What’s this?! Another blog about an unimpressive meet? Yea, I’m sure you want to read it only slightly more than I feel like writing it. There is only so much to say about a topic that seems to be a reoccurring theme and I’m not a fan of broken records. But being that this blog is a snapshot of my life and there is not much more to my life at this time of year than competitions, it’s hard to ignore the obvious.
It is clear right now that I am not succeeding in the way that I had hoped to. But am I learning? Because if there is something to be gained from having back to back (to back) mediocre meets, not rising to the occasion when the time calls for it, and finishing a season with far less oomph than I started it with, then I want to be sure I am taking the best notes possible. All I have now is the opportunity to grow from my mistakes, to take a look at everything I want to accomplish in the next couple of years and find a way to do better.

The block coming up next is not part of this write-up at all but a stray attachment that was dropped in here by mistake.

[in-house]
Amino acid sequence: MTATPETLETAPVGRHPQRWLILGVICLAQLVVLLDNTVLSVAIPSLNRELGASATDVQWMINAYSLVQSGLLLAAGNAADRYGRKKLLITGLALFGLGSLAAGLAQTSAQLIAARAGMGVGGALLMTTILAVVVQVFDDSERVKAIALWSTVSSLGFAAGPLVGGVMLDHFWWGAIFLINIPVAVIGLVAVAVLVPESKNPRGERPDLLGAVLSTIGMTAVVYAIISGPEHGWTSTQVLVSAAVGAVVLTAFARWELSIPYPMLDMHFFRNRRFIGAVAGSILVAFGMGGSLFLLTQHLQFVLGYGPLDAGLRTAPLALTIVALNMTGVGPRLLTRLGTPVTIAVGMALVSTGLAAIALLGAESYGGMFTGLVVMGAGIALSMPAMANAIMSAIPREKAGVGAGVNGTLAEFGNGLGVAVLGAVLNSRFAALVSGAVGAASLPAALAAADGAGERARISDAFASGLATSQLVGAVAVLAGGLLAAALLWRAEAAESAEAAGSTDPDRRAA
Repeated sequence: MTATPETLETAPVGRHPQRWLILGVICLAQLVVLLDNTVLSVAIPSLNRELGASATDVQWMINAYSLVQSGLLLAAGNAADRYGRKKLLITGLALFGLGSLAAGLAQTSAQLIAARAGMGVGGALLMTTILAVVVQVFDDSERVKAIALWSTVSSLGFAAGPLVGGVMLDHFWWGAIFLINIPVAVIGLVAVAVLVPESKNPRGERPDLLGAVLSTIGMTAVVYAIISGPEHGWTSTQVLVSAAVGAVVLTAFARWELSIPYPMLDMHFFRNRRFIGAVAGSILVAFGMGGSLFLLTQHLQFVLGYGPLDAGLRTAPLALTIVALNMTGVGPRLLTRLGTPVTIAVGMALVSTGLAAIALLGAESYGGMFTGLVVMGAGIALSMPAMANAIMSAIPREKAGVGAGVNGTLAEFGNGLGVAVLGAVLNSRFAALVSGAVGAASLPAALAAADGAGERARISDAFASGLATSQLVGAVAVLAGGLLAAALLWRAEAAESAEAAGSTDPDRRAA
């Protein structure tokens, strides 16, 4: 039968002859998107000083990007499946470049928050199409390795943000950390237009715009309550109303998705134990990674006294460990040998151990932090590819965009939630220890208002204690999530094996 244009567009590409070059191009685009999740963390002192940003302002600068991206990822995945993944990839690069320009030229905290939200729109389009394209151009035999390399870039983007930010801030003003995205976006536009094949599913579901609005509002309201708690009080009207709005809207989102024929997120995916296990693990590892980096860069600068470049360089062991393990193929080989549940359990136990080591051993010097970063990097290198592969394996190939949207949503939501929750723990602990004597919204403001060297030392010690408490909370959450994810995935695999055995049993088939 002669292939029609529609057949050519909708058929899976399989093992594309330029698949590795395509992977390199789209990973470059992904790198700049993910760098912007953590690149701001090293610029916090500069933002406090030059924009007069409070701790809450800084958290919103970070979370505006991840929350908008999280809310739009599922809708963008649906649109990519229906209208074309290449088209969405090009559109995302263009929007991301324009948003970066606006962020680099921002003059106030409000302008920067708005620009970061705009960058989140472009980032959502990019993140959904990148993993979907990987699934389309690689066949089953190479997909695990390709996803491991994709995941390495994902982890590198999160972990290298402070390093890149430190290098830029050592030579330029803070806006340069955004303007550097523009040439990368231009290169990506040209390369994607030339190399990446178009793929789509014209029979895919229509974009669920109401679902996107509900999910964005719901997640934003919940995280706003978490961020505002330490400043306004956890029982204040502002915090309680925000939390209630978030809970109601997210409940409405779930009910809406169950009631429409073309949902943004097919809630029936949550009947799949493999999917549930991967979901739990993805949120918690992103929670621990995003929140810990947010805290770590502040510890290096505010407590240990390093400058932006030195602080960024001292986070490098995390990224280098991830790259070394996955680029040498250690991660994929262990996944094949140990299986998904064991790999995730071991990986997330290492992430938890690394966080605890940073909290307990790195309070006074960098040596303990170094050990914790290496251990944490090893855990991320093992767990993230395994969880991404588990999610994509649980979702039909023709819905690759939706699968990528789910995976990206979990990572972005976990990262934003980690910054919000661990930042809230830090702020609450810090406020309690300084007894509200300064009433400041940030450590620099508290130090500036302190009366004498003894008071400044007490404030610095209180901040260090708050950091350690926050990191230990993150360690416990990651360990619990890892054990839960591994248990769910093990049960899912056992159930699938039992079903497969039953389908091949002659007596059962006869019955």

I’ve decided that if I can’t have success than I at least want to have growth. And if I am to grow as an athlete, a competitor, and a person, then I better do my best to learn whatever I can from my experiences. It is not possible to just learn from your successes, you also must learn from your failures. I’m pretty sure that’s why they’re there…to teach you something that you haven’t fully grasped yet and that will help you be better for the future. Life is all about lessons. There is really no such thing as peaks without valleys and we would never appreciate our triumphs if we didn’t experience failures along the way.
I’m in the middle of a valley right now in a couple different areas of my life but I am determined to learn so that I will grow. And when I climb my way to the peak (which of course I will!), these experiences will have their proper place in the journey. They most certainly won’t be the end of it.
words of encouragement wouldn't hurt either :)
“God allows us to experience the low points of life in order to teach us lessons we could not learn in any other way. The way we learn those lessons is not to deny the feelings but to find the meanings underlying them.” -Stanley Lindquist